2. The city hath won renown, because when such a danger had overtaken her, passing by at once all those who were in power, those who were surrounded with much wealth, those who possessed great influence with the Emperor, it fled for refuge to the Church, and to the Priest of God, and with much faith, rested itself entirely upon the hope which is from above! Many indeed, after the departure of the common Father, were ready to terrify those who lay in prison, by saying, “The Emperor does not lay aside his wrath, but is still more provoked, and is thinking of the utter ruin of the city.” But whilst they were whispering all this, and much more, they who were then in bonds were not the least intimidated, but upon our saying, “These things are false, and they are a device of the devil, who desires to fill you with consternation;” they replied to us, “We need no consolation to be addressed to us; for we know where we have taken refuge from the first; and upon what hope we have rested ourselves. We have fixed our safety upon the sacred anchor! We have not entrusted this to man, but to the Almighty God; therefore we are most assuredly confident, that the result will be favourable; for it is impossible, truly impossible, that this hope can ever be confounded!” To how many crowns, how many encomiums, is this equivalent for our city? How much of God’s favour will it draw down upon us too in our other affairs! For it is not, indeed it is not a thing belonging to a soul of mean order to be watchful against the attack of temptations, and to look to God; and scorning all that is human, to yearn after that Divine aid.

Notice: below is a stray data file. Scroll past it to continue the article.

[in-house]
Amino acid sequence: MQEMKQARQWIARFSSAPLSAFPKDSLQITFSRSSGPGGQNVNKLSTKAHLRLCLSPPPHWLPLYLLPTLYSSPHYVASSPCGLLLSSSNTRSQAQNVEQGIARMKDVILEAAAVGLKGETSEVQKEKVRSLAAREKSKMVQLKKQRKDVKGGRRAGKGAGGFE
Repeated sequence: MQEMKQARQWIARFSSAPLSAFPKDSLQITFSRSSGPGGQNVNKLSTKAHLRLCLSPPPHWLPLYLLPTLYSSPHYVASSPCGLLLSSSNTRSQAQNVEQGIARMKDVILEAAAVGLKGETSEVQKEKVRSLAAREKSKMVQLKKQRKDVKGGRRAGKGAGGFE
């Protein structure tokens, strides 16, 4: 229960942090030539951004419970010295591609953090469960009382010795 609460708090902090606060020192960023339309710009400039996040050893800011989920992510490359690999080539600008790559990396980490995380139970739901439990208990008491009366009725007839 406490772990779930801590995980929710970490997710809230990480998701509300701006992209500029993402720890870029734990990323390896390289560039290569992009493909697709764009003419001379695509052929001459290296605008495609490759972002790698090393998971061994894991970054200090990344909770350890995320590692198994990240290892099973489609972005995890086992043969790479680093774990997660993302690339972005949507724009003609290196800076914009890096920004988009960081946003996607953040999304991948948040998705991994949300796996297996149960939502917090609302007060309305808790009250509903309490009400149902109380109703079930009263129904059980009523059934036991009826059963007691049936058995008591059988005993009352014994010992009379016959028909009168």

3. The city then hath thus won renown; and the Priest again not less than the city, for be exposed his life for all; and while there were many things to hinder him, as the winter, his age, the feast, and not less than these, his sister, then at her last breath, he raised himself above all these obstacles, and did not say to himself, “What a thing is this? Our only remaining sister, she who hath drawn the yoke of Christ along with me, and who hath been my domestic companion so long, is now at her last breath; and shall we desert her, and go hence, and not behold her expiring, and uttering her paring words? But she indeed was praying daily, that we might close her eyes, and shut and compose her mouth, and attend to all other things pertaining to the burial; but now in this case, as one deserted, and deprived of a protector, she will obtain none of these offices from her brother; of him whom she especially desired to obtain them; but when she gives up the ghost, she will not see him whom she loved more to have with her than all others? And will not this be heavier to her than dying many times over? Yes, although I were far away, would it not be right to come with speed, and do, and suffer any thing, for the purpose of shewing her this kindness? And now when I am near, shall I leave her, and taking my departure abandon her? And how then will she sustain the remainder of her days?”